‘An Experience to Cherish’: Parade-Goers Celebrate Japan’s New Emperor, Empress

 

 

How many times does one think, “If I don’t see this event now, I might never get a chance to see one again”?

 

An estimated 119,000 people headed to central Tokyo to find a place to stand around the area of the Imperial Palace on November 10, hoping for the slightest chance to get a glimpse of the Emperor Naruhito and Empress Masako in their first official parade as symbols of Japan. In the glorious sunshine of the Sunday afternoon, the Emperor wore an elegant suit, and the Empress a long white dress with frilly collar and a tiara. 

 

The couple smiled and greeted onlookers, who waved little Japanese flags as with the song “Reiwa” softly playing in the background. The excitement was palpable, with people cheering, their smartphones raised to document the once-in-a-lifetime event. 

 

The Empress appeared to shed a little tear, as captured by networks towards the end of the parade. 

 

This concludes the five ceremonies of enthronement of the new Reiwa Emperor, who ascended the Chrysanthemum Throne on May 1, 2019, after his father Akihito abdicated on April 30.

 

JAPAN Forward and Sankei Shimbun joined the thousands who braved the crowds to observe the historical event and pick up some of the reactions on the ground.

 

Shizuyo Fujii, a 49-year-old part time office worker, had lined up since 4:30 A.M. in the square in front of the Imperial Palace. He managed to secure a space in the first row with his video camera. Coming from Ibaraki Prefecture, he excitedly told The Sankei Shimbun, “I wanted to make this an experience I would cherish all my life.”

 

Sanae Hisae, 71, from Nagahama City in Shiga Prefecture, told a Sankei reporter: “Being able to see the smile of the Emperor and Empress, it really moved me. I also hope that the Reiwa era will be one of peace.”

 

Michiko Uchida, 76, a housewife from Saitama Prefecture, told us, “I waited three hours, and was only able to see for one second.”

 

 

Social Wire: People React Online

 

It certainly was a busy day on Twitter as people shared their excitement and the pictures they took of the imperial couple passing by.

 

Many onlookers also documented the crowds. For example, surrounding stations, such as Gaienmae, Aoyama-Itchome, were unusable for at least 30 minutes after the parade due to congestion.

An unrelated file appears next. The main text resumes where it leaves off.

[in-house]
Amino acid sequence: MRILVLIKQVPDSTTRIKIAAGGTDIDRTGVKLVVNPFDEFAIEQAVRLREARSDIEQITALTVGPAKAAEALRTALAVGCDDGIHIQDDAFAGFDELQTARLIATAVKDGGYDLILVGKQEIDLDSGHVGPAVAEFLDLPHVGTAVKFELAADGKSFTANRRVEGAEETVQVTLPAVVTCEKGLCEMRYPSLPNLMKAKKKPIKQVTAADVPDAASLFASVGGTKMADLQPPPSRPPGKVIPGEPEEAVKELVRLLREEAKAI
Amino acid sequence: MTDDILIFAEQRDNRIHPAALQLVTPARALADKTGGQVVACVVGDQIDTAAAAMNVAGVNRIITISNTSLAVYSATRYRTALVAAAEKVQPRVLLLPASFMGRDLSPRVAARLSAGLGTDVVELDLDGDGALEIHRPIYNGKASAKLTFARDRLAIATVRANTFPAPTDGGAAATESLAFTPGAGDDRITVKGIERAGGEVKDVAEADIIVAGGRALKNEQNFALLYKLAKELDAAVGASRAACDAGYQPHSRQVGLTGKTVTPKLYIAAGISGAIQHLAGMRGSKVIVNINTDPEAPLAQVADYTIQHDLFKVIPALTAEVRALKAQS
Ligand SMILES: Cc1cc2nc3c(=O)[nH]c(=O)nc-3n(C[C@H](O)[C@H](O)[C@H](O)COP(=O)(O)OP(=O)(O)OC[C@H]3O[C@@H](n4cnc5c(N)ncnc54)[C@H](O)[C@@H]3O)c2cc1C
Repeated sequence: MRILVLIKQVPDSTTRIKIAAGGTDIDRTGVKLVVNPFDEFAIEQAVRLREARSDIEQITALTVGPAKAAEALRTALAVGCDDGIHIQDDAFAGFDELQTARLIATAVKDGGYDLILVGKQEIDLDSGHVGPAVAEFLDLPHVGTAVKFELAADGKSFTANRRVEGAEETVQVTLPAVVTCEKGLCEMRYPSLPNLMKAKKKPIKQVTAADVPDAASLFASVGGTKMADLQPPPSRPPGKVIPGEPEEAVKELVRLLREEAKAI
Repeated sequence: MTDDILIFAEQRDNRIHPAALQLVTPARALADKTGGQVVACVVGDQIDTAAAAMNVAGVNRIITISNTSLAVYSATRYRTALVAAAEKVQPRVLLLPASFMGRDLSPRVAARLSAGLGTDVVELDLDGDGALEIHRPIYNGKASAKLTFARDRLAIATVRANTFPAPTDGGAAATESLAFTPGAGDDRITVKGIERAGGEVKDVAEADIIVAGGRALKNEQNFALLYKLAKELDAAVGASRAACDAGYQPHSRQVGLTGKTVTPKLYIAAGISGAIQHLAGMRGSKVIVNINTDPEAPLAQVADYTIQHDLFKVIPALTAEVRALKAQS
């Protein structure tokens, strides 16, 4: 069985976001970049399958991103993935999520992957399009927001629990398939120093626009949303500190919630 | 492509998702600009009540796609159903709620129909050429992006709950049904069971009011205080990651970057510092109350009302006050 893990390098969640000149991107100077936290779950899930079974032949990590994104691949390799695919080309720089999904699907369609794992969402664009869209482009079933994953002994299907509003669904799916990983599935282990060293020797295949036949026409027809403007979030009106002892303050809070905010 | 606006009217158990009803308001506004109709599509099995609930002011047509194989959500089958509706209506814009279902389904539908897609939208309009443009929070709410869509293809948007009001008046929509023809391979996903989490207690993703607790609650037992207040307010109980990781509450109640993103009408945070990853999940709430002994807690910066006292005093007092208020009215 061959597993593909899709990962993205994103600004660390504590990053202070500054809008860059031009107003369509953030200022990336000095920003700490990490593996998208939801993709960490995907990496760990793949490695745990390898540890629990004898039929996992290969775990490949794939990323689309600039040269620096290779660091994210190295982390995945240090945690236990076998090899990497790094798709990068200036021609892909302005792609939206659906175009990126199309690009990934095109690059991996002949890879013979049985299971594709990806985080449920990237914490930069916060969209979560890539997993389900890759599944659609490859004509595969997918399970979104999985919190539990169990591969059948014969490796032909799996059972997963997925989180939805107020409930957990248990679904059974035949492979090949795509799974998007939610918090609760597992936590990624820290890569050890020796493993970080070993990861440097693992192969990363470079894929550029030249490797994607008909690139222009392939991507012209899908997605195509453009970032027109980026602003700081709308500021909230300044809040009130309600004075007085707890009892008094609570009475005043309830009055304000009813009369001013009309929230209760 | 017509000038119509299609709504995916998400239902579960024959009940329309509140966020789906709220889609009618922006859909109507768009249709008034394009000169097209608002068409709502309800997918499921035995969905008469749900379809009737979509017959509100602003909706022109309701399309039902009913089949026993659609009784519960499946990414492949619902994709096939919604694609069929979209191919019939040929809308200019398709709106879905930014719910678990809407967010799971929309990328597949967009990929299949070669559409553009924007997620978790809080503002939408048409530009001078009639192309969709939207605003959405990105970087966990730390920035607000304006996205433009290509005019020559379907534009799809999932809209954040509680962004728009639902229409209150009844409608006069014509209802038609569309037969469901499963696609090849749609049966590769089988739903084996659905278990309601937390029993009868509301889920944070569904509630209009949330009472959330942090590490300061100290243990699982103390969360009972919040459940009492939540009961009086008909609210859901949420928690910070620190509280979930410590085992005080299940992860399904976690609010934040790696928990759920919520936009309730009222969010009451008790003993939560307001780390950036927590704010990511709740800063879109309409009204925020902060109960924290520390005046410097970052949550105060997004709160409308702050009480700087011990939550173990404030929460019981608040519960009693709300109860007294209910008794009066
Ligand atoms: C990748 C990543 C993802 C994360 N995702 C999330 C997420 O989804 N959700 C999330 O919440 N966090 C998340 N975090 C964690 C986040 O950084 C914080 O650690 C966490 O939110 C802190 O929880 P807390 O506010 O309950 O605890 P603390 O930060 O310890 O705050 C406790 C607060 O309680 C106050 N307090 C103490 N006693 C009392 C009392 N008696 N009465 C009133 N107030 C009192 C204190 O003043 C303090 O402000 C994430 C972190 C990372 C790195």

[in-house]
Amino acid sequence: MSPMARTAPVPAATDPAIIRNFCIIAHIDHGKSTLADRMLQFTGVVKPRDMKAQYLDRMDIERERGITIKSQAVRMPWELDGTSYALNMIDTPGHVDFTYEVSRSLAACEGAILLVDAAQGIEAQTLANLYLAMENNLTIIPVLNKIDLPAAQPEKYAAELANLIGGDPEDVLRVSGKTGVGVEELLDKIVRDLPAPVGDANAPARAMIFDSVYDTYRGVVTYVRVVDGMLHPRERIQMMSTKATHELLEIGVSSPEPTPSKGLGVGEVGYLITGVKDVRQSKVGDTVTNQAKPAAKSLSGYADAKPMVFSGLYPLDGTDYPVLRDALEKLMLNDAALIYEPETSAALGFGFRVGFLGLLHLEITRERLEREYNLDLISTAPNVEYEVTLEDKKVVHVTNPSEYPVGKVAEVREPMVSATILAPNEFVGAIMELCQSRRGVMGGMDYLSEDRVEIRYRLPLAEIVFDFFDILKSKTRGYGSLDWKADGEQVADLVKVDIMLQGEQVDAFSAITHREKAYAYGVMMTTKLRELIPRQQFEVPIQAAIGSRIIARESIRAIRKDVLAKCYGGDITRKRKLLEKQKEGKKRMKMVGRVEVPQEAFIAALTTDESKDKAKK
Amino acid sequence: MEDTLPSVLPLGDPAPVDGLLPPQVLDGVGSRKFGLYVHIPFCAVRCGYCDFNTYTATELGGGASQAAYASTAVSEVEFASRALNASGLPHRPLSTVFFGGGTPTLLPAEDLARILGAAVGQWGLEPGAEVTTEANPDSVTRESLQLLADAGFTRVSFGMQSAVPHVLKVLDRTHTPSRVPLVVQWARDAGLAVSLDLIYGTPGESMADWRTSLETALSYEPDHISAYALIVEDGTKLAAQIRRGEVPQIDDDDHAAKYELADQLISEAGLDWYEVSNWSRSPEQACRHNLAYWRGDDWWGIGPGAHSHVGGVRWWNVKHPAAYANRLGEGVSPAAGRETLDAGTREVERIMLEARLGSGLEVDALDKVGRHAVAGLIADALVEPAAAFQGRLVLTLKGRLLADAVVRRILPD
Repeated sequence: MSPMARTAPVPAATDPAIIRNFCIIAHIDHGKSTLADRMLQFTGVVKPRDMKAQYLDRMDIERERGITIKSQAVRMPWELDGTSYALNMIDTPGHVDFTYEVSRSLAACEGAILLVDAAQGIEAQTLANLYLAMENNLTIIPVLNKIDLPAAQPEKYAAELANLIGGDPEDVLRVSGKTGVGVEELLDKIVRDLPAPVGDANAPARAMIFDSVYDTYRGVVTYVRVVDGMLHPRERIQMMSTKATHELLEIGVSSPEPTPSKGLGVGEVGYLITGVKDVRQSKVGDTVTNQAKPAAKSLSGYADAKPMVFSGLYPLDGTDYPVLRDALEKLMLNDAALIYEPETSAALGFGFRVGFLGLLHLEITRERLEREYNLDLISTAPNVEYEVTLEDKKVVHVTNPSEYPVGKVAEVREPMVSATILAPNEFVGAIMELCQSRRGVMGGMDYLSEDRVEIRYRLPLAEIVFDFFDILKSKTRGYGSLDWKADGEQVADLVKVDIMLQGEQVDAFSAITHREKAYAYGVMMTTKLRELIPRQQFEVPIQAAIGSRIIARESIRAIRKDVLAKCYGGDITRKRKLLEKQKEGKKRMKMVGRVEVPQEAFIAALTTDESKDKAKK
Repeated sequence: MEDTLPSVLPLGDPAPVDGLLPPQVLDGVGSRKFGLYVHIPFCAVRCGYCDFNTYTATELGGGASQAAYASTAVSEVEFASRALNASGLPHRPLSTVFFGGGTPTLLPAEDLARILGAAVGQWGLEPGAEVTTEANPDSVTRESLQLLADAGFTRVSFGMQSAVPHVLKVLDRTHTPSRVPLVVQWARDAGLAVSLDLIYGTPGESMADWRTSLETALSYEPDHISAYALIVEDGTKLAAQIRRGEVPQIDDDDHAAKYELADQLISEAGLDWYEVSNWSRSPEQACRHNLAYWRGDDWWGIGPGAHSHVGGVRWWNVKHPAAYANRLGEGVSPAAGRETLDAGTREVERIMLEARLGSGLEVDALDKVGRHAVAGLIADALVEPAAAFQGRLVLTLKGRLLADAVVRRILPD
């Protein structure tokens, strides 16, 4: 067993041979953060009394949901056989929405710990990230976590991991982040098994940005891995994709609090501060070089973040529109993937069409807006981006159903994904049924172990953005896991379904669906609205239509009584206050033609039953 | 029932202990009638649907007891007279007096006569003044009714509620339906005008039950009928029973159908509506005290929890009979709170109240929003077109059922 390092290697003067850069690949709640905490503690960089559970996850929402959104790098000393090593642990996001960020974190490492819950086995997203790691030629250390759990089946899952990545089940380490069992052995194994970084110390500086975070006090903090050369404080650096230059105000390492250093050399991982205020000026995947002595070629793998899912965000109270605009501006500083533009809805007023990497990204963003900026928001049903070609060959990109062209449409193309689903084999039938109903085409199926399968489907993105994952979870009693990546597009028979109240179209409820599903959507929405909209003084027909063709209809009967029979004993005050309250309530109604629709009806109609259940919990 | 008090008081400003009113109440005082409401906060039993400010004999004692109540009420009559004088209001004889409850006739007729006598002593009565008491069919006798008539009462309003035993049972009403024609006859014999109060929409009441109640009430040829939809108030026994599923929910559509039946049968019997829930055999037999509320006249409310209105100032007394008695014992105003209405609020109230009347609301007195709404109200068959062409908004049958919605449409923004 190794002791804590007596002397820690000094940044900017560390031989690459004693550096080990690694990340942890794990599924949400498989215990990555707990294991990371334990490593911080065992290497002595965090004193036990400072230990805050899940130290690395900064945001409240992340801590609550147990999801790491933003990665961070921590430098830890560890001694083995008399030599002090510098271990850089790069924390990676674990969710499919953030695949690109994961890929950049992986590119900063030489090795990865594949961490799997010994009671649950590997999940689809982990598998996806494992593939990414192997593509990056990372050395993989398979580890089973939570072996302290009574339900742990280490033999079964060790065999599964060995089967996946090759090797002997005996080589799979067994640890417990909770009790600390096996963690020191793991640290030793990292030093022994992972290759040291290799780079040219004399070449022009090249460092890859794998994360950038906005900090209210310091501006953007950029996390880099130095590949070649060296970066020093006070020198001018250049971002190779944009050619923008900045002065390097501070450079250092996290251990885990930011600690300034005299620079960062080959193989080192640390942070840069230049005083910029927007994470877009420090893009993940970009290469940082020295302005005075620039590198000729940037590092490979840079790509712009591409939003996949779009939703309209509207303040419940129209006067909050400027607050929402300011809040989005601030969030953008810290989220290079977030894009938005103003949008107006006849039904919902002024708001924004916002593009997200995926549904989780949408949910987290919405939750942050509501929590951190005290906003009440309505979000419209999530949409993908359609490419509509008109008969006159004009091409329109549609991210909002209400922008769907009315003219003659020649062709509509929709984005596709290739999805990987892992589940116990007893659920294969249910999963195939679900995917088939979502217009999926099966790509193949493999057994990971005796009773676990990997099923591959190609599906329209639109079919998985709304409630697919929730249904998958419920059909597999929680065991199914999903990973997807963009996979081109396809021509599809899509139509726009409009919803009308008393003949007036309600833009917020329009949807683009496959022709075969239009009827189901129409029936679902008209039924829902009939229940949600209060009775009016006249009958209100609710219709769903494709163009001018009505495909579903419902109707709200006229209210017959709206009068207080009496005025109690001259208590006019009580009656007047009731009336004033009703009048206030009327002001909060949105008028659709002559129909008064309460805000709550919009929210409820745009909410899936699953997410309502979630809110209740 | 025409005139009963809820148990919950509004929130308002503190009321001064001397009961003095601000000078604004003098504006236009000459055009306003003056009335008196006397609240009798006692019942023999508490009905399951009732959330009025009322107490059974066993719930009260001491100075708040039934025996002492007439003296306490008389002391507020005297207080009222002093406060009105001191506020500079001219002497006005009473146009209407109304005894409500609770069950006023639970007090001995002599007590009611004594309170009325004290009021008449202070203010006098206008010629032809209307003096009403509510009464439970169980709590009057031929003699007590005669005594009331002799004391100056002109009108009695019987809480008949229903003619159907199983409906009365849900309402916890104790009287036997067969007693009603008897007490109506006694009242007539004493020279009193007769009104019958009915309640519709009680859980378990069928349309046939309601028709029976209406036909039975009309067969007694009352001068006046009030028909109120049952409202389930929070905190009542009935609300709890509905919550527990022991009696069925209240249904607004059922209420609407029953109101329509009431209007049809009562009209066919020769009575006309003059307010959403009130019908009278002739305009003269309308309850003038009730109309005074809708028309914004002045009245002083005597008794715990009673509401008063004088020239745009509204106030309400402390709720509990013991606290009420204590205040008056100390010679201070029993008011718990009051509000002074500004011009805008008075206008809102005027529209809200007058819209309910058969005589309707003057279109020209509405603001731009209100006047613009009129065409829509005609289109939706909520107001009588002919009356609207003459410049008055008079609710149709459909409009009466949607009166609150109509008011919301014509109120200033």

But even those who didn’t attend shared their thoughts on the imperial couple. 

 

  

 

The Story of Disappointed Parade-Goers

 

Given the incredible excitement in the lead up to the parade, there were also many who didn’t manage to see the Emperor’s car when it passed by.

 

Some people were late making their way to the course. In addition, the tight security had an impact on the length of time it took people to get into the designated viewing areas. There were 40 checkpoints at 29 locations carrying out security inspections, including metal detectors and bag searches, with those closest to the imperial palace opening at 8 A.M.; in the Hibiya portion of the parade course, at about 11 A.M.; and finally in the area near Akasaka Mitsuke, at noon.

 

A mother and daughter who came all the way from Shikoku, Takamatsu, wiped sweat from their brows as they got out of the crowd. The mother, Yumi Komatsu, told JAPAN Forward: “I didn’t manage to see a thing, I was just watching it live online with the guy next to me. But I thought I wouldn’t get another chance to see this so I thought I would give this a shot…. I could hear the music and feel the atmosphere though.” 

 

Predictably, there were complaints about lines being jammed, and many watched the procession streamed online.

 

Some, however, were not discouraged by their inability to see the parade. A 71-year-old from Adachi Ward, Tokyo, said it was a difficult event to attend for people of old age as they couldn’t stand for a very long time and needed access to toilets. He and many others still braved the situation to get a glimpse of the Emperor. “Despite everything, one doesn’t really understand the atmosphere if you don’t come here. The crowds, the madness. It was worth it!” he said. 

 

Author: JAPAN Forward, Sankei Shimbun

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